Envisaging the West: Thomas Jefferson and the Roots of Lewis and Clark


Letter from Thomas Jefferson to Harry Innes

Thomas Jefferson to Henry Innes, March 7, 1791
Thomas Jefferson Papers, Library of Congress
Thomas Jefferson continues correspondence with Henry Innes about native history in the western regions of the United States. Jefferson also laments the problems George Rogers Clark is having, likely as a result of ongoing financial and health issues.

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Philadelphia, Mar. 7. 1791.

Dear Sir,

Your favor of July 8. came to my hands Nov. 30. The infrequency of conveyances, is an apology for this late answer. I receive with pleasure this recognition & renewal of your former acquaintance, and shall be happy to continue it by an exchange of epistolary communications. Yours to me will be always welcome. Your first gives me information in the line of Natural history, & the second (not yet received) promises political news. The first is my passion, the last is my duty, and therefore both desireable. I believe entirely with you, that the remains of fortifications found in the Western country have been the works of the natives. Nothing I have ever yet heard of proves the existence of a nation here who knew the use of iron. I have never heard even of burnt bricks, though they might be made without iron. The statue you have been so kind as to send me, and for which I beg you to accept my thanks, would, because of the hardness of the stone, be a better proof of the use of iron, than I ever yet saw; but as it is a solitary fact, and possible to have been made with implements of stone, and great patience, for which the Indians are remarkable, I consider it to have been so made. It is certainly the best piece of workmanship I ever saw from their hands. If the artist did not intend it, he has very happily hit on the representation of a woman in the first moments of parturition.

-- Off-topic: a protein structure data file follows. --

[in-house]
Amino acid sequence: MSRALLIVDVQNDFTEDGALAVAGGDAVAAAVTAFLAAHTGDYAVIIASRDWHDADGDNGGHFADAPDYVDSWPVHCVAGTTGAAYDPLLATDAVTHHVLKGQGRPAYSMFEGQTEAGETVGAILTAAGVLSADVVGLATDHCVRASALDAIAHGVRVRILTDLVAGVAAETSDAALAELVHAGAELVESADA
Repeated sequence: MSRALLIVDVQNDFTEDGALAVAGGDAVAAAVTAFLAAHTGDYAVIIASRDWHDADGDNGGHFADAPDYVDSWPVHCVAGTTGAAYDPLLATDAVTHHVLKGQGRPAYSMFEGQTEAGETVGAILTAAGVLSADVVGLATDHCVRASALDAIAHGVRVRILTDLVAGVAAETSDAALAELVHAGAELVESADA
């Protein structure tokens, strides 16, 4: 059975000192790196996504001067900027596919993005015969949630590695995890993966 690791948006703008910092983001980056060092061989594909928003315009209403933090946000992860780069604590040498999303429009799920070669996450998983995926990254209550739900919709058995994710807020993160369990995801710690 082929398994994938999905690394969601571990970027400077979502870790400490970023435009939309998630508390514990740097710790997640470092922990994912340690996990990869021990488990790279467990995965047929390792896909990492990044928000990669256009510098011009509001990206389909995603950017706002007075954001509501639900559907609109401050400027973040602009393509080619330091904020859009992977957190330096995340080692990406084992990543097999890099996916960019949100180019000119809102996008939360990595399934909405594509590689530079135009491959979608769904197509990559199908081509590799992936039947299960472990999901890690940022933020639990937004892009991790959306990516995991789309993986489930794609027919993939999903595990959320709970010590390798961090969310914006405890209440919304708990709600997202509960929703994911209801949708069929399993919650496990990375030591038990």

Mr. Brown, the bearer of this, will give you the

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Congressional news, some good, some so so, like everything else in this world. Our endeavors the last year to punish your enemies have had an unfortunate issue. The federal council has yet to learn by experience, what experience has long ago taught us in Virginia, that rank and file fighting will not do against Indians. I hope this year's experiment will be made in a more auspicious form. Will it not be possible for you to bring General Clark forward? I know the greatness of his mind & am the more mortified at the cause which obscures it. Had not this unhappily taken place, there was nothing he might not have hoped: could it be surmounted, his lost ground might yet be recovered. No man alive rated him higher than I did, & would again, were he to become again what I knew him. We are made to hope he is engaged in writing the account of his expeditions north of Ohio Maps: . They will be valuable morsels of history, and will justify to the world those who have told them how great he was.

Mr. Brown will tell you also that we are not inattentive to the interests of your navigation. Nothing short of actual rupture is omitted. What it's effect will be, we cannot yet foretell; but we should not stop even here, were a favorable conjuncture to arise. The move we have now made must bring the matter to issue. I can assure you of the most determined zeal of our chief magistrate in this bussiness, and I trust mine will not be doubted so far as it can be of any avail. The nail will be driven as far as it will go peaceably, and farther the moment that circumstances become favorable.

I am with great esteem Dear Sir Your friend & sevt
Th: Jefferson